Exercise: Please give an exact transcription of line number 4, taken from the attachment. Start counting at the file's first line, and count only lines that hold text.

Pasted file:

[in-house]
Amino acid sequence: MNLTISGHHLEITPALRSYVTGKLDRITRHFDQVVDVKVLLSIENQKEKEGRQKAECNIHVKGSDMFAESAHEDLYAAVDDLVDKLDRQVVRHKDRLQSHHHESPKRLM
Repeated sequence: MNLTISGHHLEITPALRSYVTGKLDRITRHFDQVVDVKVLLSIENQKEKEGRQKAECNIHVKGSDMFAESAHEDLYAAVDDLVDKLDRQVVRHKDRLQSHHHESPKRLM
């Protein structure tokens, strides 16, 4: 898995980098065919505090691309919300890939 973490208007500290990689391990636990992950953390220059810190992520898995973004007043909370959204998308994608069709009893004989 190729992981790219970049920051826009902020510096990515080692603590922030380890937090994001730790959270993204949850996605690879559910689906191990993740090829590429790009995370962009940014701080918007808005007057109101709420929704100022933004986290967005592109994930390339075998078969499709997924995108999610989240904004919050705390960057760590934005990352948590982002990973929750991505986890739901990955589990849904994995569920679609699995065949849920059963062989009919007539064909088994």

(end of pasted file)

């Protein structure tokens, strides 16, 4: 898995980098065919505090691309919300890939 973490208007500290990689391990636990992950953390220059810190992520898995973004007043909370959204998308994608069709009893004989 190729992981790219970049920051826009902020510096990515080692603590922030380890937090994001730790959270993204949850996605690879559910689906191990993740090829590429790009995370962009940014701080918007808005007057109101709420929704100022933004986290967005592109994930390339075998078969499709997924995108999610989240904004919050705390960057760590934005990352948590982002990973929750991505986890739901990955589990849904994995569920679609699995065949849920059963062989009919007539064909088994």